EXCLUSIVE: International rower Anastasia Chitty on GB, injuries & Tokyo 2020
The European Rowing Championships will take place in Racice, Czech Republic, this weekend. But one person that missed out is Anastasia Chitty. Sports Gazette spoke to Anastasia to find out why.
Anastasia Chitty is an up-and-coming name in the international rowing world.
A former Oxbridge Women’s Boat Race winner and junior international medallist for Great Britain, Anastasia has been part of the British Rowing fold since September last year.
Anastasia performed well enough in two trials over the winter to be part of the squad ahead of a summer of rowing including Henley Royal Regatta and the World Championships.
She has the ambition of representing her country at Tokyo 2020, but this took a setback recently.
“I’ve injured my chest wall, pulling a rib and causing swelling,” Anastasia told us (second from left, image below).
“It’s a bit complicated but it’s not taking too long. I’ve only been out of the boat for three weeks!”
Because it was a chest wall injury, Anastasia could not train intensely at first because she would get out of breath and stress that area of the body.
Yet the reason this healing process is so quick is the wealth of resources available at Caversham, the home of British Rowing.
These resources mean every type of injury possible in rowing has its own process of recovery.
Anastasia said: “As I had more time off the back, I could work on my core and other stuff in the weights room in the interim.
“I had an ultrasound scan to tell me what was going on and then an injection into the joint.”
Anastasia could then build up the rowing machine miles every day. However, even this is not for the faint-hearted, with the minimum distance being 3,000 metres.
“It’s a constant to use the rowing machine first because it’s stable and you can stop at any point,” Anastasia said.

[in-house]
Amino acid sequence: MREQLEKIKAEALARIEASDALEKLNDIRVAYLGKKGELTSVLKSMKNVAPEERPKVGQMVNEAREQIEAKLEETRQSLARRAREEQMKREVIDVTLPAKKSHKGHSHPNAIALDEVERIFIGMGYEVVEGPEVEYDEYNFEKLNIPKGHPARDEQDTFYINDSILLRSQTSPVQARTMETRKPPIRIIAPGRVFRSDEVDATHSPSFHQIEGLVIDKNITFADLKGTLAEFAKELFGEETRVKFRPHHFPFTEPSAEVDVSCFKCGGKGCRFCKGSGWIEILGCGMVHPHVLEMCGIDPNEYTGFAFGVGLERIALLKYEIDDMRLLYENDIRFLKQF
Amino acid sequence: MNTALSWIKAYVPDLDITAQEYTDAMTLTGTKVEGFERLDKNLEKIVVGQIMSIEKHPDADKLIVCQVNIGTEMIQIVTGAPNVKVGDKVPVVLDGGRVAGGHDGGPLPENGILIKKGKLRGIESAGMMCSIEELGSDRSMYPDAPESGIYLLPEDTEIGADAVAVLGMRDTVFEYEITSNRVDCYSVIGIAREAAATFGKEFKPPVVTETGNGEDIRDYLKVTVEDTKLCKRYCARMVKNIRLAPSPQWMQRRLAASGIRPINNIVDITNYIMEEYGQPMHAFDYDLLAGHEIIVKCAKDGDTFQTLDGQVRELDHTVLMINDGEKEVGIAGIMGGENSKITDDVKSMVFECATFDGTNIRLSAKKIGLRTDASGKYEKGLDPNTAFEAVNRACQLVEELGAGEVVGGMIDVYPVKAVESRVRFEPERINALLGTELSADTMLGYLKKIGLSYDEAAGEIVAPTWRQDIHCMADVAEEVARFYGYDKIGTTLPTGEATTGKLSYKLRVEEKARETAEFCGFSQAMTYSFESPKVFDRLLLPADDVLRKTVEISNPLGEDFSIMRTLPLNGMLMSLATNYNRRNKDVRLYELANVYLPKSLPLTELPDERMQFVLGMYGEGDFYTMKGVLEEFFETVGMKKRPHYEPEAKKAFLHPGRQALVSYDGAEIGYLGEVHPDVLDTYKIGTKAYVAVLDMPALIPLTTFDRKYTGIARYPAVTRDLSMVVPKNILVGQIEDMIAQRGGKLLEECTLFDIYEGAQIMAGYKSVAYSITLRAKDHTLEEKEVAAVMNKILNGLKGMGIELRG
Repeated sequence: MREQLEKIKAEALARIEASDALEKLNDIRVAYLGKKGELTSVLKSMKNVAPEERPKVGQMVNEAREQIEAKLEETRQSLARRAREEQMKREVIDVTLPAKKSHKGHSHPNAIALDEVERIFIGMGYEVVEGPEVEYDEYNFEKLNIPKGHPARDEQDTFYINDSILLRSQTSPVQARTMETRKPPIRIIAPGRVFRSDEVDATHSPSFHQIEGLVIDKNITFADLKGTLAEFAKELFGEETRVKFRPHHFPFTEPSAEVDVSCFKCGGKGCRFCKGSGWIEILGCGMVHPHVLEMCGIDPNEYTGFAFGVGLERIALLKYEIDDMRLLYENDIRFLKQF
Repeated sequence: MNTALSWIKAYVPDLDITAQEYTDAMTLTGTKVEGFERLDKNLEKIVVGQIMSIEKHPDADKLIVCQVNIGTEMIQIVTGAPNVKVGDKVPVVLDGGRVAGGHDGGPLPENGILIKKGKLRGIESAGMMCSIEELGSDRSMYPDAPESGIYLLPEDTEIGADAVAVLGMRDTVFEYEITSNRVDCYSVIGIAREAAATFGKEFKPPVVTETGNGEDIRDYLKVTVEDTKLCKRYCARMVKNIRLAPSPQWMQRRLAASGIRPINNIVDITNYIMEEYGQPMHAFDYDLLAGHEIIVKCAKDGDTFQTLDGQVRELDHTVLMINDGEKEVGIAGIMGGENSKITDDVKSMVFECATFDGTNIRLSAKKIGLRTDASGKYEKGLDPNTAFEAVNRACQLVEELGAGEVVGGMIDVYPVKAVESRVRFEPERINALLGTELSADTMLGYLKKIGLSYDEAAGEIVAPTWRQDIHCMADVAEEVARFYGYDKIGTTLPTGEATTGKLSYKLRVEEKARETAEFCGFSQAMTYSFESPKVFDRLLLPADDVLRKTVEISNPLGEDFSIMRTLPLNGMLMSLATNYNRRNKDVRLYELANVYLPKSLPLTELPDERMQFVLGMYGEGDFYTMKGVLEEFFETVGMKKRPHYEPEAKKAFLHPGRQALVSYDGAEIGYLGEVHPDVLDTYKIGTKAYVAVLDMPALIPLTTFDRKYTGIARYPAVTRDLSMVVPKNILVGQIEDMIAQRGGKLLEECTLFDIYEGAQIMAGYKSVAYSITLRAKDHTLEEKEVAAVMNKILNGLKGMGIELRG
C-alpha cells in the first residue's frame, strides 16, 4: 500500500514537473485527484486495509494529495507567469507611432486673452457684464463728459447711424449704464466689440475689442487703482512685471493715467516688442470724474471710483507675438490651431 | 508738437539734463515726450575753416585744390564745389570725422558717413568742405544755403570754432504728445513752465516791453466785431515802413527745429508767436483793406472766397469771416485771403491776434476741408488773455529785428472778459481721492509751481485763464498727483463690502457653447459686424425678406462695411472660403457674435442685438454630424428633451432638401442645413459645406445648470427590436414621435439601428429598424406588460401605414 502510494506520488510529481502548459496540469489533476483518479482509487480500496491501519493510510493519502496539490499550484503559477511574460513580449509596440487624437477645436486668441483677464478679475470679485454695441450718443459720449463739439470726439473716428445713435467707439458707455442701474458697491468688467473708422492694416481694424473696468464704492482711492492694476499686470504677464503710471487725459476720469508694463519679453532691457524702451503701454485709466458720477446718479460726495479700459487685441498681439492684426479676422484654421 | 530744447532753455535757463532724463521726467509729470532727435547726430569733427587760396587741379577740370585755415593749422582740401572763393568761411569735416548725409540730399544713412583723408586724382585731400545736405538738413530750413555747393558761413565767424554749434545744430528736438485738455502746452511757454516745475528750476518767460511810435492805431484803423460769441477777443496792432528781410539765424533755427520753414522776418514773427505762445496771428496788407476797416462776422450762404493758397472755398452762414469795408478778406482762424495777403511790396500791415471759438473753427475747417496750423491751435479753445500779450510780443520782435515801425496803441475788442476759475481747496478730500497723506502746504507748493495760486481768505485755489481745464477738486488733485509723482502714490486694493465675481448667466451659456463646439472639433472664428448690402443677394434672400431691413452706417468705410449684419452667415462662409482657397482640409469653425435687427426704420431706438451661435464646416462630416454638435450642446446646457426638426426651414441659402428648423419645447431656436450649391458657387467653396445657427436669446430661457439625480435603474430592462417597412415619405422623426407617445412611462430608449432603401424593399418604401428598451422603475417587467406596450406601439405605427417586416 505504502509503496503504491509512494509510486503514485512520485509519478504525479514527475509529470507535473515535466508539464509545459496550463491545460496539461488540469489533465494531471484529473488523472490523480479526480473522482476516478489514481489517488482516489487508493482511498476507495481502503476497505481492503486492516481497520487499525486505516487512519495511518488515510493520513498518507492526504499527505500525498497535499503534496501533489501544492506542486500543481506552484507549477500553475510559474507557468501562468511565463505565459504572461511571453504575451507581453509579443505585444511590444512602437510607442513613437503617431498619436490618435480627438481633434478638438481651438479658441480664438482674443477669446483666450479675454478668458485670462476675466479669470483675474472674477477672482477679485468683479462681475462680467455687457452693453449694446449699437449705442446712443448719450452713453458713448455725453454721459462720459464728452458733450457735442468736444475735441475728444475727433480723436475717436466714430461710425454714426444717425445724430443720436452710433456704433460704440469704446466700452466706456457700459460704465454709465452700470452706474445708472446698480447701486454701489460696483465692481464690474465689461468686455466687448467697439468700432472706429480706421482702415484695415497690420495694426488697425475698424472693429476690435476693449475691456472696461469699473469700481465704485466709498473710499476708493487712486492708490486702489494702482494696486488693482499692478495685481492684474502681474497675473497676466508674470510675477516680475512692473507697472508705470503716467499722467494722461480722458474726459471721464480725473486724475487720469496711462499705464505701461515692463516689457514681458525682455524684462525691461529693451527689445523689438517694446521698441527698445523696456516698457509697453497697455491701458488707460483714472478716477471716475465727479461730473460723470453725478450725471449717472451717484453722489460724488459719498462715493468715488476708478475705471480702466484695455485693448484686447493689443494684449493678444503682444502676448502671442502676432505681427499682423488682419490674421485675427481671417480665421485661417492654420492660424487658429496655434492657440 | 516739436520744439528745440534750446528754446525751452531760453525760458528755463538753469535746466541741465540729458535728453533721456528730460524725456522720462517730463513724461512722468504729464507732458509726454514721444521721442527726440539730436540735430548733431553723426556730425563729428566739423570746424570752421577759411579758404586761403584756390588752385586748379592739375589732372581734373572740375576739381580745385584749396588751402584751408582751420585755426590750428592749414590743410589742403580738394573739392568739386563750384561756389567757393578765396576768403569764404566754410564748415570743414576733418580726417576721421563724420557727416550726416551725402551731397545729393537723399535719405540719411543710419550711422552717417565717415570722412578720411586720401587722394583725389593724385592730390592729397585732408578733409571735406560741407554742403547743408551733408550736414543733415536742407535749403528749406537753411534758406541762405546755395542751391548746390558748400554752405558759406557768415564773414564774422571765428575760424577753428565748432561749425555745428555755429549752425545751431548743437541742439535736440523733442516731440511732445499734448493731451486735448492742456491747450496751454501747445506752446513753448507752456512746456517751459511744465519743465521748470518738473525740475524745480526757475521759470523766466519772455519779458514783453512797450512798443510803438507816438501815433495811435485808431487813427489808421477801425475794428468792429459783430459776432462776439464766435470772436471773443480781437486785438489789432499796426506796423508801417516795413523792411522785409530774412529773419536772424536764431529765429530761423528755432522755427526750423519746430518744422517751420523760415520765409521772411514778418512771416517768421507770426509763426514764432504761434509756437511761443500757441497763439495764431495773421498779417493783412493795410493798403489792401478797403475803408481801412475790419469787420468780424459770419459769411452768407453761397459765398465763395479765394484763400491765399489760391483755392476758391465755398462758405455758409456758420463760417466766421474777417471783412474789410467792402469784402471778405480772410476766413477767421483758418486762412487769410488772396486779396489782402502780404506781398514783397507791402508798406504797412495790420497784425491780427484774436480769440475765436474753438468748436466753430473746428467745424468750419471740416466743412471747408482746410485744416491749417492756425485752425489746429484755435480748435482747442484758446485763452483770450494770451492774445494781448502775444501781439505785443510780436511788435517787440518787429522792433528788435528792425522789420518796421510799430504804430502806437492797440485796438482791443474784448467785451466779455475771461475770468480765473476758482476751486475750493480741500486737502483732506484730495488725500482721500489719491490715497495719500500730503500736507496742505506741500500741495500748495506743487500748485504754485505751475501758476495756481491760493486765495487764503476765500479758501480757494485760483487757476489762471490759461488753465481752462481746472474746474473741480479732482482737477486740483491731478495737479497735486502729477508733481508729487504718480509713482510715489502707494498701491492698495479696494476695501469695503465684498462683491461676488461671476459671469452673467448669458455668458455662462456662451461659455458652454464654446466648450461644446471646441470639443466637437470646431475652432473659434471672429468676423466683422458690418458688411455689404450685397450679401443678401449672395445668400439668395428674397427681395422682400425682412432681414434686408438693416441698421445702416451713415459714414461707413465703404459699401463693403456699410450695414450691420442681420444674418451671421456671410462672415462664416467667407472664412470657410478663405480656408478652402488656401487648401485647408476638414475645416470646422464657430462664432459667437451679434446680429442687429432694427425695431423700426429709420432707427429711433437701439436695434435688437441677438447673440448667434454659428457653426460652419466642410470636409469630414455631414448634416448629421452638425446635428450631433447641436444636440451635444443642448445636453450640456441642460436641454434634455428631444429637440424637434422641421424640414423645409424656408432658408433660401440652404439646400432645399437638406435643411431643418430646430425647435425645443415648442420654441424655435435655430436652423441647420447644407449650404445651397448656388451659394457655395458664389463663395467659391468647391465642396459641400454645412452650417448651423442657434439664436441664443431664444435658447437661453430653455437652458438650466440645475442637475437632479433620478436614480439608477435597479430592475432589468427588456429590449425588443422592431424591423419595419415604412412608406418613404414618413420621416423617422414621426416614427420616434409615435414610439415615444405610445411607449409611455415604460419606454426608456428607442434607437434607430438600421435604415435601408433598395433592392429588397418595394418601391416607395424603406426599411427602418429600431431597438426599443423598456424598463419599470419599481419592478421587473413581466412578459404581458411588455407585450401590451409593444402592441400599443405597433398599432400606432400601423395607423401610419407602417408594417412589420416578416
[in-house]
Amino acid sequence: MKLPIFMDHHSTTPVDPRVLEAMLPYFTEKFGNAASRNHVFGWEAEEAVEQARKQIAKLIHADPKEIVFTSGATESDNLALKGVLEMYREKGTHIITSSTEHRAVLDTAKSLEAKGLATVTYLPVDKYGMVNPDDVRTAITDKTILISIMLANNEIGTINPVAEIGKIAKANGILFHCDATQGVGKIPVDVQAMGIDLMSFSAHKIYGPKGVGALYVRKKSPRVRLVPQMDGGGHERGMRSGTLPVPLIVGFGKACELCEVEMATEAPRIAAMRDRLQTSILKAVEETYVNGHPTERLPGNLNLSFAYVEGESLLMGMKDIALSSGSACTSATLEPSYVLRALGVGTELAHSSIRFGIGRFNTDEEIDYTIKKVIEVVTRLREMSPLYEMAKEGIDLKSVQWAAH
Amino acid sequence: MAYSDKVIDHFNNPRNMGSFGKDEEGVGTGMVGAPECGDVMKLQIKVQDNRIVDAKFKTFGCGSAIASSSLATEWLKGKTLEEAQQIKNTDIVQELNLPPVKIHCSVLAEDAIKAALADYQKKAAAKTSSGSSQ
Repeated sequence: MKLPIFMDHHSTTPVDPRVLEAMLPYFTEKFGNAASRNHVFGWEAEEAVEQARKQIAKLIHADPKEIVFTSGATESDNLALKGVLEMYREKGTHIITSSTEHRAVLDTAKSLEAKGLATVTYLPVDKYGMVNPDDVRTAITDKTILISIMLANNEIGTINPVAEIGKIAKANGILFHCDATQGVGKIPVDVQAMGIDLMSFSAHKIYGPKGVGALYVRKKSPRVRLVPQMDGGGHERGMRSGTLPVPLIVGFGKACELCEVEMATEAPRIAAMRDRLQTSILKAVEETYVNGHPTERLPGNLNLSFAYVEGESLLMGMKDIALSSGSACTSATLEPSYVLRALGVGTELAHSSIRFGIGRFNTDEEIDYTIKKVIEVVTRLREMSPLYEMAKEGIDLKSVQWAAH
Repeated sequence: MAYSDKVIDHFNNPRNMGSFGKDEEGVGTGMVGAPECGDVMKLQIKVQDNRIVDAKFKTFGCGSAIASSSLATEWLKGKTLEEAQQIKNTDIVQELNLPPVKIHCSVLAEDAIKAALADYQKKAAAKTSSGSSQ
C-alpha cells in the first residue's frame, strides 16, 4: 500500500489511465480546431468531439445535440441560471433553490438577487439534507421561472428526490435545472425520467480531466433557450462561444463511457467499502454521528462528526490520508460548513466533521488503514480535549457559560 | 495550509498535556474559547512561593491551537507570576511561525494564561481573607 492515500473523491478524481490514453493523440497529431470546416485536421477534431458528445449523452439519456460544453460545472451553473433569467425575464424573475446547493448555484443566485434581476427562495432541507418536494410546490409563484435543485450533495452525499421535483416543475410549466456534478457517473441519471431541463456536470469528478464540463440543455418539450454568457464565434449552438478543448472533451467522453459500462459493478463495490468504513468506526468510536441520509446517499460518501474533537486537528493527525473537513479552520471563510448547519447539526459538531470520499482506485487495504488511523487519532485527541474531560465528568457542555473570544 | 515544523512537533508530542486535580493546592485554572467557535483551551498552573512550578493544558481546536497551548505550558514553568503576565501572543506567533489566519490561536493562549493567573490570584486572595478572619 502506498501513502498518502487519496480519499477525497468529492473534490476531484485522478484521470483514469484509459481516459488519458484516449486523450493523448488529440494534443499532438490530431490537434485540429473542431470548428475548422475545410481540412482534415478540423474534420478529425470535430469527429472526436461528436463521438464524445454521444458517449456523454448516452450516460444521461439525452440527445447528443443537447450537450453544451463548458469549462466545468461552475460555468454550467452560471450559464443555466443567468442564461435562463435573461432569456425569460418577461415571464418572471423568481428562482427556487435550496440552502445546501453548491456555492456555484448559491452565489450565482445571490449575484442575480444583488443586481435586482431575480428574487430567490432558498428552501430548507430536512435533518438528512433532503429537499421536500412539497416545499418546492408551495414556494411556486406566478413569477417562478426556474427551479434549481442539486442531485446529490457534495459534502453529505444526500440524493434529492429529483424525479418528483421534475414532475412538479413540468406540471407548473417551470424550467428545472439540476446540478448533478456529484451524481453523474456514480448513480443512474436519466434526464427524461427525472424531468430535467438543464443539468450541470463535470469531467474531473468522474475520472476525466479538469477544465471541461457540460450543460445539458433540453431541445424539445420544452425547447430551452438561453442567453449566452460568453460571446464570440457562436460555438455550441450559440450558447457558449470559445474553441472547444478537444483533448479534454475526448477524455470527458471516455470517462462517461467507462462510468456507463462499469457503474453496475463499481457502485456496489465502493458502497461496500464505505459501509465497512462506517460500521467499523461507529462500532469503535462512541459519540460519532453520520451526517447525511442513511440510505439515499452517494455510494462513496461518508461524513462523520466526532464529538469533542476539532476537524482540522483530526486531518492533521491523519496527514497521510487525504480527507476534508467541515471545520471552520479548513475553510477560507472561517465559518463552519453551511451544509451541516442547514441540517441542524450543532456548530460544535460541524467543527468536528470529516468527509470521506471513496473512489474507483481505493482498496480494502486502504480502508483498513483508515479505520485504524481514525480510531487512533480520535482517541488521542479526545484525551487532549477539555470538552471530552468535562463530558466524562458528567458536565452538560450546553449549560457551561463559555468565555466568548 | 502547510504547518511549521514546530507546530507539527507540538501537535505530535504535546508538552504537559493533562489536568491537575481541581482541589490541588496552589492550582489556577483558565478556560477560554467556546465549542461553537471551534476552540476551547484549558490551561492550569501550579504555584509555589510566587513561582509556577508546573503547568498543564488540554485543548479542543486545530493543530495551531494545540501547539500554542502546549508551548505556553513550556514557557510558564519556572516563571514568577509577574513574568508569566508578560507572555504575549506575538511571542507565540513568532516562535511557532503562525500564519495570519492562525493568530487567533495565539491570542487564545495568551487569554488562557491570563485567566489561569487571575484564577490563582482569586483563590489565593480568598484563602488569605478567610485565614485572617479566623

“Once we get to 12 on the rowing machine then we can think about getting into a boat.”
Let’s leave that out there- ’12 miles’. That is the minimum number of miles you must be doing before allowed out on the water at British Rowing.
“Typically, we row twice a day but I’ve been rowing once,” Anastasia added. “Over the last two weeks, I’ve got myself back into the rowing programme.
“Also, because rowing is a team sport, you have to be confident you can do a whole session with a crew.”It’s a full-time thing to compete at the top level. It involves rowing two or three times a day, 18 sessions a week. ”
So rowing is, quite literally, back-breaking work but why can it cause injuries such as Anastasia’s chest wall swelling?
Anastasia said: “Rowing is a repetitive sport so each day we’ll take thousands of strokes. We tend to get loading injuries so any areas of weakness are at risk.
“To prevent this, we work on our shoulder, trunk and core stability, just making sure we can support the load.
“We’re connected to the boat by the handle and our feet, so that’s where the power is channelled and it can be vulnerable.”
As we’ve already said, Anastasia has the long-term aim of the next Olympics and the short-term aim of cementing her place in British Rowing. How has this injury affected her aims?
“In the immediate term, it has caused a setback,” Anastasia said.
“I missed out on final trials and I wasn’t ready for selection for the European Championships. I would have been aiming for selection into the eight.”
Despite missing out on the eight, Anastasia will travel out to Racice as a spare. Spares a sparsely used though, so it’s likely Anastasia will spend this on the rowing machine.
Anastasia said: “Hopefully in the long run it has flagged up areas I need to work on.
“In the process of rehab, we can make sure I’m going to be stronger and put things in place to make my body more robust for the future.”
The next opportunity for Anastasia to compete for Great Britain will be the Poznan stage of the World Cup and Henley Royal Regatta, both in June.
Anastasia remains positive: “We’ll see how it goes but I hope to put myself in the mix for those races.”
Positivity is vital to rowing. At this level, every minute of training counts and there’s a huge amount of commitment required in the pursuit of Olympic glory.
Anastasia said: “It’s a full-time thing to compete at the top level. It involves rowing two or three times a day, 18 sessions a week.
“We get three weeks after the World Championships and a few days over Christmas to see our families, so there’s a big commitment to the team.
“It means a great deal to me. I want to see how far I can take it and push myself.”
To find out how much it takes to be a rower, we spent 24 hours as an international rower with Anastasia. You can listen to it above!